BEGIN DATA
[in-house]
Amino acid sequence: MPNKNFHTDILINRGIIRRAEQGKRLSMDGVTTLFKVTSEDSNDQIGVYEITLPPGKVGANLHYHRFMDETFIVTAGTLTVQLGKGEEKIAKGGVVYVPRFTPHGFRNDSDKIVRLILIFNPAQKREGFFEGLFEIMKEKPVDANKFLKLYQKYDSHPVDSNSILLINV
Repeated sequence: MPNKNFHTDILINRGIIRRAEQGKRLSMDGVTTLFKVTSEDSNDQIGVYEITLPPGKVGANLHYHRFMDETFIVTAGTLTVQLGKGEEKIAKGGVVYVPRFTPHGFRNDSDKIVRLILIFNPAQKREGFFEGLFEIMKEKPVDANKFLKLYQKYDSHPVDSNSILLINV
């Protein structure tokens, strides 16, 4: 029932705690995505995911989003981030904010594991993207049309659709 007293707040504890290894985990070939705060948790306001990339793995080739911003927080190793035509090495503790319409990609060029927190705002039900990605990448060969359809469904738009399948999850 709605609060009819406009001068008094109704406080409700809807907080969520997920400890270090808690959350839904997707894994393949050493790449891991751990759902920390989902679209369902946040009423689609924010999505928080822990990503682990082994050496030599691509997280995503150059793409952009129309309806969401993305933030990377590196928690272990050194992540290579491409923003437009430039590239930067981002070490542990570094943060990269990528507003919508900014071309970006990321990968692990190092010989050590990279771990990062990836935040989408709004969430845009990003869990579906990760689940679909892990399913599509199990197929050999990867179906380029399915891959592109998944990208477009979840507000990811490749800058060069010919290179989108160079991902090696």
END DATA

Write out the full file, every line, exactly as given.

[in-house]
Amino acid sequence: MPNKNFHTDILINRGIIRRAEQGKRLSMDGVTTLFKVTSEDSNDQIGVYEITLPPGKVGANLHYHRFMDETFIVTAGTLTVQLGKGEEKIAKGGVVYVPRFTPHGFRNDSDKIVRLILIFNPAQKREGFFEGLFEIMKEKPVDANKFLKLYQKYDSHPVDSNSILLINV
Repeated sequence: MPNKNFHTDILINRGIIRRAEQGKRLSMDGVTTLFKVTSEDSNDQIGVYEITLPPGKVGANLHYHRFMDETFIVTAGTLTVQLGKGEEKIAKGGVVYVPRFTPHGFRNDSDKIVRLILIFNPAQKREGFFEGLFEIMKEKPVDANKFLKLYQKYDSHPVDSNSILLINV
């Protein structure tokens, strides 16, 4: 029932705690995505995911989003981030904010594991993207049309659709 007293707040504890290894985990070939705060948790306001990339793995080739911003927080190793035509090495503790319409990609060029927190705002039900990605990448060969359809469904738009399948999850 709605609060009819406009001068008094109704406080409700809807907080969520997920400890270090808690959350839904997707894994393949050493790449891991751990759902920390989902679209369902946040009423689609924010999505928080822990990503682990082994050496030599691509997280995503150059793409952009129309309806969401993305933030990377590196928690272990050194992540290579491409923003437009430039590239930067981002070490542990570094943060990269990528507003919508900014071309970006990321990968692990190092010989050590990279771990990062990836935040989408709004969430845009990003869990579906990760689940679909892990399913599509199990197929050999990867179906380029399915891959592109998944990208477009979840507000990811490749800058060069010919290179989108160079991902090696």